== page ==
This magnificent music hall is known to Barcelonians as Palau de la Música Catalana. I walked here late one afternoon in search of tour tickets, only to find the ticket office had closed hours earlier. The walk here took me down some of the many narrow streets which are common in the older sections of the city.
It was a particularly drab and gray day due to the sprinkling of rain. The only visible color in this scene was the Catalan Nationalist Flag which hangs so prominently throughout Barcelona. You see this flag so often you could think it is the official flag of Spain or Barcelona. You will see many signs posted in two languages, Spanish and Catalan. That is the way it is when lands have been conquered, lost and conquered over the years, some never give up their roots.
After walking down numerous narrow dark alleys in the section of Barcelona named Eixample, the Palau de la Música Catalana comes into view with its richly decorated and colorful facade. Apparently, I should have returned here in the evening to capture some photographs with it illuminated.
In the open courtyard is a temporary modern sculpture which rests just outside of the Palau de la Musica. This iron sculpture by Jaume Plensa named “Carmela” will be displayed until mid-September 2016. Carmela is not crying, she has just been rained on.
Finally on the tour inside the music hall you are told the unique characteristic of this privately owned 2,100 seat music hall is the skylight in the center of the theater seating area. It is the only music hall illuminated with natural light. Indeed, even on this, another cloudy day in Barcelona, the stained glass was brightly lit. From a photographic point of view, the cloudy weather might actually be better so the camera does not have to deal with such extremes of brightness and dark. This view is looking up from the bottom floor.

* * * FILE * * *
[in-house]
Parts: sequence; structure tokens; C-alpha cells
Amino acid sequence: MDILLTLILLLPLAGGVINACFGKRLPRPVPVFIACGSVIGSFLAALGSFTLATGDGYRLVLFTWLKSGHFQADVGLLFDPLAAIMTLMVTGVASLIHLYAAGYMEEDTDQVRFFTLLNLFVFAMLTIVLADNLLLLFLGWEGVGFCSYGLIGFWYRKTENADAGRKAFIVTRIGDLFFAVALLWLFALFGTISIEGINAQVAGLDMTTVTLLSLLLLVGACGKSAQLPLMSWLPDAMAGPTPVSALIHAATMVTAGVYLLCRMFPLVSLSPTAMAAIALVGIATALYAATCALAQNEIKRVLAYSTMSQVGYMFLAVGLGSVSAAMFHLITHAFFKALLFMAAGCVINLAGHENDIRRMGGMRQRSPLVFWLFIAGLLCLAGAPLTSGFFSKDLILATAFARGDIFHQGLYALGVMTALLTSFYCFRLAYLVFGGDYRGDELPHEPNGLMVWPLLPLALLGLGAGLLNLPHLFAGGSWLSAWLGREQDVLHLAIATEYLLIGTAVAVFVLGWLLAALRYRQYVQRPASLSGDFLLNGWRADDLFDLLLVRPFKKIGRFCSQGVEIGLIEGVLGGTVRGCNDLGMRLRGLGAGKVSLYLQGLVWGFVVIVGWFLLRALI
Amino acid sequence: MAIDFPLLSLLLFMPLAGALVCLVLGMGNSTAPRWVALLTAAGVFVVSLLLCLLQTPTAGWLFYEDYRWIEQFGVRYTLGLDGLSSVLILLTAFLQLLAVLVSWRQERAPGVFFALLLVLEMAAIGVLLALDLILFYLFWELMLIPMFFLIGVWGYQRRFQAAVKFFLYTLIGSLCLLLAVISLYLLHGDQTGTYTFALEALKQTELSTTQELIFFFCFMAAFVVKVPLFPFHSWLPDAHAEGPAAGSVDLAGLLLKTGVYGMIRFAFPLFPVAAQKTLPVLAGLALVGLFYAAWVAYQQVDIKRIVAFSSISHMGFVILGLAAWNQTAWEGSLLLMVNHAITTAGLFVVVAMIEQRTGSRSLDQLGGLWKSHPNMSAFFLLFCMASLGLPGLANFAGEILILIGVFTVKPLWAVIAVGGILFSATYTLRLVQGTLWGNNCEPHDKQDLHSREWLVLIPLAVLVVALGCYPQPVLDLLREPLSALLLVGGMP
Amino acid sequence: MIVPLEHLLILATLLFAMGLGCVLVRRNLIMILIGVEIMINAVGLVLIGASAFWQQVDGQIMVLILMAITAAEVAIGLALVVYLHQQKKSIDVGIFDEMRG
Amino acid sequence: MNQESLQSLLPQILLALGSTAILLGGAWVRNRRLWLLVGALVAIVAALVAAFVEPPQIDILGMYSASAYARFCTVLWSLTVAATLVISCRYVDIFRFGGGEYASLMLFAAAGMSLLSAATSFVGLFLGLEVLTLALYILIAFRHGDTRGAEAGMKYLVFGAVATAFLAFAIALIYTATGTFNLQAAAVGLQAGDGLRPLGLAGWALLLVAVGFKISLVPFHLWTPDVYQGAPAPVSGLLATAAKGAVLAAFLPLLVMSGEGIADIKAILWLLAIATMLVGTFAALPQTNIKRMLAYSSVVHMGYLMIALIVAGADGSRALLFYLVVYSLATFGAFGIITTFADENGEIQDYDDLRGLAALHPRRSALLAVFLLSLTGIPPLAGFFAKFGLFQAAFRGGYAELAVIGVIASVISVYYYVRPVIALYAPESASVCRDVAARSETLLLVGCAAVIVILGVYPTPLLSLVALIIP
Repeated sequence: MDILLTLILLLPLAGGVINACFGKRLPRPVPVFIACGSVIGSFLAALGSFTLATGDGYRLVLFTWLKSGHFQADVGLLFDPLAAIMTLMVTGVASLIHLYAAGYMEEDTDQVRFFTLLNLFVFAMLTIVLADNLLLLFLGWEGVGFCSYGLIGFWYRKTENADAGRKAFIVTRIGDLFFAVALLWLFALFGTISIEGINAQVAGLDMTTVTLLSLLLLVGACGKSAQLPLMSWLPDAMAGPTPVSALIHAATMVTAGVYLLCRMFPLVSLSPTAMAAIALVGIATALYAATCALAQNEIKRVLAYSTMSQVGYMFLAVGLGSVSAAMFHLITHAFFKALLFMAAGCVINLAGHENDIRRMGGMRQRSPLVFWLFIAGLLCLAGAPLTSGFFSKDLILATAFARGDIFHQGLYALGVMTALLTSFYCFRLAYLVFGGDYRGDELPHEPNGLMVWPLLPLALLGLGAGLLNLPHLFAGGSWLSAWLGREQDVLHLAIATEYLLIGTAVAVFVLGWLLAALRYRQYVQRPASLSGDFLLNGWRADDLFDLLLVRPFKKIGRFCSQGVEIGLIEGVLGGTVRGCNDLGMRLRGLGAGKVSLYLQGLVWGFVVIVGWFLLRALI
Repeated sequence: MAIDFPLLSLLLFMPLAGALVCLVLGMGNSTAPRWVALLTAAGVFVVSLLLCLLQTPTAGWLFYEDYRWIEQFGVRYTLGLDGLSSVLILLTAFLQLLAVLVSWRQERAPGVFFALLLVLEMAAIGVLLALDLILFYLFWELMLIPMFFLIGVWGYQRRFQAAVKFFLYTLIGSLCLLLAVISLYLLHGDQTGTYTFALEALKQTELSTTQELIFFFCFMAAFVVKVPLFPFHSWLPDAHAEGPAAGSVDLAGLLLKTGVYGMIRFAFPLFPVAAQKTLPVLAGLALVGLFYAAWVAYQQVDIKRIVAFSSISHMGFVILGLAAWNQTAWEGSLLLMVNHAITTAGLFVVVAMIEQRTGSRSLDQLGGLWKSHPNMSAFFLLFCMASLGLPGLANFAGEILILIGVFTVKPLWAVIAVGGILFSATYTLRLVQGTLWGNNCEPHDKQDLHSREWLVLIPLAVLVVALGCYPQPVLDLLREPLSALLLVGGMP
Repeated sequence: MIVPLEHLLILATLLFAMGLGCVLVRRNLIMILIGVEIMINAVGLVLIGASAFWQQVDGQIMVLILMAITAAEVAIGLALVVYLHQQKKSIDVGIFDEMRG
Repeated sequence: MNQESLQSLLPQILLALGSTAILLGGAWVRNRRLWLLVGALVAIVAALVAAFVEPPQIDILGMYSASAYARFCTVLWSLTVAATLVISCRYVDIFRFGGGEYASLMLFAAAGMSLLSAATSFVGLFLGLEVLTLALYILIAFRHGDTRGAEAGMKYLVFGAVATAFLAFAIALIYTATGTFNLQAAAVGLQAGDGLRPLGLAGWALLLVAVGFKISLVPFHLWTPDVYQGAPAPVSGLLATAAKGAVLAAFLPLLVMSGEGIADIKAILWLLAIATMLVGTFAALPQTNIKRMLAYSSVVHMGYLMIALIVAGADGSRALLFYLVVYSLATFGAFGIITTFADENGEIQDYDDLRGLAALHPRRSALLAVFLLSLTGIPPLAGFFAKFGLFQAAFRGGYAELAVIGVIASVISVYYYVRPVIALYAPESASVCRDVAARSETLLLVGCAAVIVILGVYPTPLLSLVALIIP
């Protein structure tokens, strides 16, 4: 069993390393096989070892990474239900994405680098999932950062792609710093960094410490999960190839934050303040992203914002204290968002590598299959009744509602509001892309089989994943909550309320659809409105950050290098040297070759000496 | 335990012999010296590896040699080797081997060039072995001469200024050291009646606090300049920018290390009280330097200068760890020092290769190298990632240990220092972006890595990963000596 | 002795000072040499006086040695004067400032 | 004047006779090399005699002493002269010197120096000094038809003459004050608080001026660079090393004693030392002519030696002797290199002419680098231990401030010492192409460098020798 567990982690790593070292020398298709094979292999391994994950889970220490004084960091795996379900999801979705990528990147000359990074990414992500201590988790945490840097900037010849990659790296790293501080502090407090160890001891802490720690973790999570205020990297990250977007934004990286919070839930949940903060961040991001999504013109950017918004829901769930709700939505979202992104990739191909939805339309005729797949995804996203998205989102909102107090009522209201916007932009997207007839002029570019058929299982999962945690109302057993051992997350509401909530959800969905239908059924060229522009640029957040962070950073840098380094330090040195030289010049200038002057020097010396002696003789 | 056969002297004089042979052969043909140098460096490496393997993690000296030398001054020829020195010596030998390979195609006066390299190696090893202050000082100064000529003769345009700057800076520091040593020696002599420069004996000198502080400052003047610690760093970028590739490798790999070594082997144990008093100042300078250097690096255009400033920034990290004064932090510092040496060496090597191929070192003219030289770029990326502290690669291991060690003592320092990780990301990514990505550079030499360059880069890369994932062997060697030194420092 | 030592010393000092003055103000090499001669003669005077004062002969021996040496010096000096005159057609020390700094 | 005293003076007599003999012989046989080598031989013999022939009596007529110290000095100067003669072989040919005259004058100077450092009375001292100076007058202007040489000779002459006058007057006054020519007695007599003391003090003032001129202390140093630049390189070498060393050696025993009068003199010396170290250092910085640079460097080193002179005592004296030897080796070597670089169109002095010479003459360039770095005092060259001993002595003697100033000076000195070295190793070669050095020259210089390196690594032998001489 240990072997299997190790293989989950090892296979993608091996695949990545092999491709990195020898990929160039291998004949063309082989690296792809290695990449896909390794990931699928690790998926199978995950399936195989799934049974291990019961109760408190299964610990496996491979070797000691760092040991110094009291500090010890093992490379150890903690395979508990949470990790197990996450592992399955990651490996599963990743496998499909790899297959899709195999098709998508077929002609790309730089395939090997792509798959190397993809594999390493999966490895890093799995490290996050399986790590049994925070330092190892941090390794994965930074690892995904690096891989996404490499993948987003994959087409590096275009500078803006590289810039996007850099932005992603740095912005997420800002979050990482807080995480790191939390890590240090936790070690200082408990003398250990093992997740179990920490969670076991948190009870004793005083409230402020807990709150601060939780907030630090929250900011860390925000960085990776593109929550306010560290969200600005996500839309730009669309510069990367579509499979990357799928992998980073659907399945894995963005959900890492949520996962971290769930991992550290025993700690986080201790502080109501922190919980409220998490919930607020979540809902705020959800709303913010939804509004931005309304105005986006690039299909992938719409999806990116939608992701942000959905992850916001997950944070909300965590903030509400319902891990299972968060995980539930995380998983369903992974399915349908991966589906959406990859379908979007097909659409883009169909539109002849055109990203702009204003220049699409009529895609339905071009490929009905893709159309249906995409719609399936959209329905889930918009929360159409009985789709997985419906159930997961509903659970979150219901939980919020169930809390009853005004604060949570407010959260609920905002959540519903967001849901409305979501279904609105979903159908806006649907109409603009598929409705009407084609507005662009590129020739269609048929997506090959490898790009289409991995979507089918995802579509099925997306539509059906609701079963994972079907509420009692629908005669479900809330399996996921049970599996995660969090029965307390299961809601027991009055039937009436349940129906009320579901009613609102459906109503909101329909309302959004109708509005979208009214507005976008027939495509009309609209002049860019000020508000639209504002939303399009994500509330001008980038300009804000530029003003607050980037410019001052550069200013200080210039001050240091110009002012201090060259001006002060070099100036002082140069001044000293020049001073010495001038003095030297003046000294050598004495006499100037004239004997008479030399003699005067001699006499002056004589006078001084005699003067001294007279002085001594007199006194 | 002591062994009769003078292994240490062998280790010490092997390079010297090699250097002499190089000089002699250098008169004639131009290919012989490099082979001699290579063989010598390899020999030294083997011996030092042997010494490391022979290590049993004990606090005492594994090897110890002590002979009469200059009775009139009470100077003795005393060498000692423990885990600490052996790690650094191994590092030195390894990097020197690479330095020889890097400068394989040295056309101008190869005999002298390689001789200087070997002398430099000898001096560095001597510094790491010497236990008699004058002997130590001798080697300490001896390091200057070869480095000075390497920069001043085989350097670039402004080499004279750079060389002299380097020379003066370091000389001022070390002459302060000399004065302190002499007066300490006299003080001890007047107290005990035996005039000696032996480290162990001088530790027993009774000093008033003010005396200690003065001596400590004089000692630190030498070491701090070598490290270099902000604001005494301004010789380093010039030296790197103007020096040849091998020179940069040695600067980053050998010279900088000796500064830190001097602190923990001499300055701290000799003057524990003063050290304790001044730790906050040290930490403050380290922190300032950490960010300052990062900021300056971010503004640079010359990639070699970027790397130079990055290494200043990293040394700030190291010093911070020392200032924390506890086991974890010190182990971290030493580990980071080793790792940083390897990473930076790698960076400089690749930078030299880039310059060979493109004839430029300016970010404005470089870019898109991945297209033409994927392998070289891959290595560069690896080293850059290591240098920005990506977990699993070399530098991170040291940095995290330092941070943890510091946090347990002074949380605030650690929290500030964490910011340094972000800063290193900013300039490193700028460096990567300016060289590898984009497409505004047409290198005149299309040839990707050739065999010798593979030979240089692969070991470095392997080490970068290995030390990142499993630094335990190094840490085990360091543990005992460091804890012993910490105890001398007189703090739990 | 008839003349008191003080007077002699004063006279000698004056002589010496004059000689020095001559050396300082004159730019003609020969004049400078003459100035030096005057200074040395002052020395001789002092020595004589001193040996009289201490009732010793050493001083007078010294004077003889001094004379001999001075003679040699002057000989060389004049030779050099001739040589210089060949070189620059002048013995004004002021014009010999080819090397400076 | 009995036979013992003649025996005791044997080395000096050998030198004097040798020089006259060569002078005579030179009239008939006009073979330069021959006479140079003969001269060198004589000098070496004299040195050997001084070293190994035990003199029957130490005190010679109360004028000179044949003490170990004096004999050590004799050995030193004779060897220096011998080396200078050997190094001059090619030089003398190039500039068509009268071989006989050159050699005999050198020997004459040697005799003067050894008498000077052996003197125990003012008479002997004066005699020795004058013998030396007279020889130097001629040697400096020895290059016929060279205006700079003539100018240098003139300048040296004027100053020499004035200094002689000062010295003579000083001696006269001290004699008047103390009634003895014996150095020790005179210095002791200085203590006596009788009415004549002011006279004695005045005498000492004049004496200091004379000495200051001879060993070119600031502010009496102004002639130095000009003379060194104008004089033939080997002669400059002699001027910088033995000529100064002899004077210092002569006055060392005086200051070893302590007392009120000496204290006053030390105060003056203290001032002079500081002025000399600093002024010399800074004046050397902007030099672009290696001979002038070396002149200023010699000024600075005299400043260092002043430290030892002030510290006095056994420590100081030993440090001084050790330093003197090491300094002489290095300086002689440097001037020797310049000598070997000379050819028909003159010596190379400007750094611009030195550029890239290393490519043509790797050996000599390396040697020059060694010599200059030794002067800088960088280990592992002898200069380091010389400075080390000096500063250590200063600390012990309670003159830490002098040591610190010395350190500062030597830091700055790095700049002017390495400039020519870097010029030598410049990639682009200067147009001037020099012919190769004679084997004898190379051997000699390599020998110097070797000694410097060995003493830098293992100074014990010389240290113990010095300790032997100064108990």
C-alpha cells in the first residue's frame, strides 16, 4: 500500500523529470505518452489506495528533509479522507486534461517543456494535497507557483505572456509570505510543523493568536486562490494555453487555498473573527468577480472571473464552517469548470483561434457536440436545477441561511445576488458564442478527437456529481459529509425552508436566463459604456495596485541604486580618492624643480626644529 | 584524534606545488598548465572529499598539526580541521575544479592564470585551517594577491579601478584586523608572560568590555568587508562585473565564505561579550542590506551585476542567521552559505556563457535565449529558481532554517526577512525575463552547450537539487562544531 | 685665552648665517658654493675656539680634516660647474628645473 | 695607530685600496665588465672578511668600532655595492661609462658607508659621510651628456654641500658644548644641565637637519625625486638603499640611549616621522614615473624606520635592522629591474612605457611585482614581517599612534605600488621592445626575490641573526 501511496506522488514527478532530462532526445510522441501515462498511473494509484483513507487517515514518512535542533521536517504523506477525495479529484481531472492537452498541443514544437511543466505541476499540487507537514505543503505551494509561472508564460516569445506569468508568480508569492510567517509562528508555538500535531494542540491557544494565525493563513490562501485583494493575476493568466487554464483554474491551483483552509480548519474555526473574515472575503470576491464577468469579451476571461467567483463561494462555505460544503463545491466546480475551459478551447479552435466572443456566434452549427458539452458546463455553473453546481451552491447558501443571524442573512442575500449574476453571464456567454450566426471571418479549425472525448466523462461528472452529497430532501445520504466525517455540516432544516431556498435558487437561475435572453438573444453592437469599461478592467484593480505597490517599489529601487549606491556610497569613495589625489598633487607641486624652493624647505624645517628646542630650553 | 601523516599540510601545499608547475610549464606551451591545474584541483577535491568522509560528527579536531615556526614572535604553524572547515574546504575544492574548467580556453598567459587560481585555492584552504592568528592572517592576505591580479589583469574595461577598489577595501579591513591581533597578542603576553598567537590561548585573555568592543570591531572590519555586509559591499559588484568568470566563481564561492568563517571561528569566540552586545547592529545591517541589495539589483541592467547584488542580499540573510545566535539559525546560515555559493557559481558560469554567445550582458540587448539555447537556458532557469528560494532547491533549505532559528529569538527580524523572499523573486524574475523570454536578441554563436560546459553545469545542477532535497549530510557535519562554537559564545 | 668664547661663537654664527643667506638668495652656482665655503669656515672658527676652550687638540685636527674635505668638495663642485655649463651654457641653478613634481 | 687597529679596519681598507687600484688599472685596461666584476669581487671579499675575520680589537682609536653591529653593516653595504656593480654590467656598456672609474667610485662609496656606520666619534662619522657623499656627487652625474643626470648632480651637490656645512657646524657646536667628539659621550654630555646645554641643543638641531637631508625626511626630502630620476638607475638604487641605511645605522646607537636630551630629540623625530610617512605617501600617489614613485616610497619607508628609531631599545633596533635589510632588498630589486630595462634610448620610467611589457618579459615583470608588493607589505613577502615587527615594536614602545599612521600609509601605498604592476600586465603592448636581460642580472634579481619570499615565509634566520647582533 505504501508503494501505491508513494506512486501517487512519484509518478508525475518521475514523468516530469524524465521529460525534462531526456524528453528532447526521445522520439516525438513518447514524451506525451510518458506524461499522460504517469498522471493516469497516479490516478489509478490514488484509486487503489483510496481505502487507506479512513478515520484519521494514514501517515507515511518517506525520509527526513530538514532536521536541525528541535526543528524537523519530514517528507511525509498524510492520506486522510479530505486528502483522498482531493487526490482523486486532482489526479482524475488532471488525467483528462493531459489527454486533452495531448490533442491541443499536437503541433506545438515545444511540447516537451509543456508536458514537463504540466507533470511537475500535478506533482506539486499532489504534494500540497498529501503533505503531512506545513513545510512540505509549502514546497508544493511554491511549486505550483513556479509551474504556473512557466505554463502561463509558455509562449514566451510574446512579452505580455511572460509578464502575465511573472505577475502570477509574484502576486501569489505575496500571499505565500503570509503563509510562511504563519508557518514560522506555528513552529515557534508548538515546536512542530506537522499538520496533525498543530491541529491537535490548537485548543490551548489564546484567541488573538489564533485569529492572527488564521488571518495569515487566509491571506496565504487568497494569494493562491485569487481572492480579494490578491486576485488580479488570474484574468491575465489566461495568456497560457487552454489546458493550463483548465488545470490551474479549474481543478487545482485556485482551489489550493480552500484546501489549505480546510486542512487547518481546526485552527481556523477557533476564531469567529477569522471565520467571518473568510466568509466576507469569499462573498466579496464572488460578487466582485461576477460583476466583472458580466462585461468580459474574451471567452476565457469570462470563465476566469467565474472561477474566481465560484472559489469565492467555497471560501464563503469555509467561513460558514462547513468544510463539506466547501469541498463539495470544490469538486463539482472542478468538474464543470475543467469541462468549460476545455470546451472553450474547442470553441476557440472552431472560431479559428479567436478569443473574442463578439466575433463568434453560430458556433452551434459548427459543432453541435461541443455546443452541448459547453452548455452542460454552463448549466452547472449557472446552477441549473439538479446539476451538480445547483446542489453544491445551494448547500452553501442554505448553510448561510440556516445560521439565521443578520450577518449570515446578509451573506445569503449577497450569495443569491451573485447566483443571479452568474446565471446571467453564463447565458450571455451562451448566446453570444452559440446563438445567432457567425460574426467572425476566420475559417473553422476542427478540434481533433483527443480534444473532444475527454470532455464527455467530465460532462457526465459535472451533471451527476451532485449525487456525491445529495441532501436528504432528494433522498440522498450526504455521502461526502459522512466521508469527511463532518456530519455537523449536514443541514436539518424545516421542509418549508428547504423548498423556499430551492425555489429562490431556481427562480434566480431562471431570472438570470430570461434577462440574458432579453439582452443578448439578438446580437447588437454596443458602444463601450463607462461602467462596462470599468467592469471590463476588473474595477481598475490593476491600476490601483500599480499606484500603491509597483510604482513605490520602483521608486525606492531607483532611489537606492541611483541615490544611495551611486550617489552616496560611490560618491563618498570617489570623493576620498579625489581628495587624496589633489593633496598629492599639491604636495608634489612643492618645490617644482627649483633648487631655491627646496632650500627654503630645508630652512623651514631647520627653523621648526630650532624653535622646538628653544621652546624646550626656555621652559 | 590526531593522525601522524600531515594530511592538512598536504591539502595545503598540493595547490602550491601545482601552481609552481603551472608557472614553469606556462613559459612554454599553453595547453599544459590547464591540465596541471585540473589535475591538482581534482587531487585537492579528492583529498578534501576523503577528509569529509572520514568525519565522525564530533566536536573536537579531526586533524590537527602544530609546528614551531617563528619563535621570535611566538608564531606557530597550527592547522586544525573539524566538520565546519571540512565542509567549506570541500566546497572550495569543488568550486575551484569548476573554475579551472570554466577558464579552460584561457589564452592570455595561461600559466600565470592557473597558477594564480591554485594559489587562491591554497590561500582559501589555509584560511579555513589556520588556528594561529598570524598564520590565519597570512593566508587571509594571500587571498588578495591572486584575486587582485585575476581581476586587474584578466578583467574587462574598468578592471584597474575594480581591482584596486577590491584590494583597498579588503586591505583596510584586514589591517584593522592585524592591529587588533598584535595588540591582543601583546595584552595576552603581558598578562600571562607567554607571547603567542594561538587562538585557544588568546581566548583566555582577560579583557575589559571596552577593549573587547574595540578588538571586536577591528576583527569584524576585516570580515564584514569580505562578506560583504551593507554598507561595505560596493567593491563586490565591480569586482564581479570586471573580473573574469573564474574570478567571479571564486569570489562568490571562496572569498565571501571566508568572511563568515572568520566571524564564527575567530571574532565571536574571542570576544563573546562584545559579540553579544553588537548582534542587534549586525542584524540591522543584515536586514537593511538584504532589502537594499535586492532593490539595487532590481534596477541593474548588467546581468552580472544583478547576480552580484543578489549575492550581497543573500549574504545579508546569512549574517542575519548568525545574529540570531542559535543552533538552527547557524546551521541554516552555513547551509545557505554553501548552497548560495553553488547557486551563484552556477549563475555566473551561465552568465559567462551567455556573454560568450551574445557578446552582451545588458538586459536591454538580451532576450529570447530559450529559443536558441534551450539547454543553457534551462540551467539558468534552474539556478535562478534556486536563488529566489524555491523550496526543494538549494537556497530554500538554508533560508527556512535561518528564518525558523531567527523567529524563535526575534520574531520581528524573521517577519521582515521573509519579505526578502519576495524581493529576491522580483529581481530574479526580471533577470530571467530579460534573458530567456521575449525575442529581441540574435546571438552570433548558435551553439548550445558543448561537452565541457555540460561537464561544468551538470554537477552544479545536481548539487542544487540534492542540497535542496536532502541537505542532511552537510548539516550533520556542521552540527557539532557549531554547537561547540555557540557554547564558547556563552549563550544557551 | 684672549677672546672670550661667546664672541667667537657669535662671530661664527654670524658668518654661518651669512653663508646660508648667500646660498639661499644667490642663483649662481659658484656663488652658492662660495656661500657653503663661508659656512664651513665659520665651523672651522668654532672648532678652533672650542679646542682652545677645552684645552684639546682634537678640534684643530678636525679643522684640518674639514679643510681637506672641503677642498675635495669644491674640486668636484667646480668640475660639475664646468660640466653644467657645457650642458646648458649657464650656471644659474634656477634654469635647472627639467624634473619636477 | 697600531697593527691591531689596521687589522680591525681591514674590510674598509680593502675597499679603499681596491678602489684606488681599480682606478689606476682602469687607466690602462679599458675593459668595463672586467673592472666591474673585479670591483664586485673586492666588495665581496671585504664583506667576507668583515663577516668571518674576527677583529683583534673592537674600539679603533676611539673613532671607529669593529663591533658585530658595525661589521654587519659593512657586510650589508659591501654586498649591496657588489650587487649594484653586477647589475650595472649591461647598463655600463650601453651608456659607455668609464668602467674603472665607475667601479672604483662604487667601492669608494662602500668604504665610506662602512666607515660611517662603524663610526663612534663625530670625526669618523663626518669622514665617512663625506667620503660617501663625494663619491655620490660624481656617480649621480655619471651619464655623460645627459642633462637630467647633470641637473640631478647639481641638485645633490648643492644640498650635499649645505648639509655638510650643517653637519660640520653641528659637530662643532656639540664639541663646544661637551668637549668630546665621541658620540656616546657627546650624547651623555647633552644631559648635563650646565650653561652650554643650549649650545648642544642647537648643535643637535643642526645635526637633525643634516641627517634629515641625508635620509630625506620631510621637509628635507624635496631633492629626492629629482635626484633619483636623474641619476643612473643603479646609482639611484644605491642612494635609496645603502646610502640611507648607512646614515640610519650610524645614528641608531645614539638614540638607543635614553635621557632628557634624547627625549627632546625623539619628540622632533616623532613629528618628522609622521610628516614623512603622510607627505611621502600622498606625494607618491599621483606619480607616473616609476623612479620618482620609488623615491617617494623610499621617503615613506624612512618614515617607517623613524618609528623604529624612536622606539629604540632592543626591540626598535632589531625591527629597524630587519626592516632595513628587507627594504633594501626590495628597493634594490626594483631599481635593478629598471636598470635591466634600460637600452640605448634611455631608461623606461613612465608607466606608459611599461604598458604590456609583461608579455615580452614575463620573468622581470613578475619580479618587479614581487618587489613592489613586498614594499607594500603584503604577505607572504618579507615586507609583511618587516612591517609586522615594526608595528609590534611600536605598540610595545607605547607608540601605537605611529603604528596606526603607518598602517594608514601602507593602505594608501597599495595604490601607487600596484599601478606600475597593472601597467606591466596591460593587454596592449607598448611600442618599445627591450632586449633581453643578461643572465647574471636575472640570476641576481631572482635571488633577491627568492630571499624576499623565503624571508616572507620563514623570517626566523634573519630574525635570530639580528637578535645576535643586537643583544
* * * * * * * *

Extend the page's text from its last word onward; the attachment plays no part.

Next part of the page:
I was also able to get concert tickets to a group of four flamenco guitarists at this music hall. If one ever wants to hear flamenco music, Barcelona would be the place, and this famous music hall should be the venue.
Once on the second floor the shape of the prized stain glass window is much more evident. The rest of the glass in the music hall is less ornate, but still as impressive as that seen in many of the cathedrals around Europe.
The walls of the music hall are also richly decorated.
In the surrounding area of the music hall, no surprise, there is a violin store, This is an old, well established place where there are true craftsmen in the back making and working on violins. The owner, who buzzed me in, made it very clear I was not to take any “photographiques” of the back area where they were working. I was so enthralled with the shapes and lighting of the instruments I kept clicking away. He eventually told me my time was up and he did not intend for me to make an entire portfolio in his workshop. A guy from New Mexico just is not accustomed to seeing such a store, it was all so very interesting to me.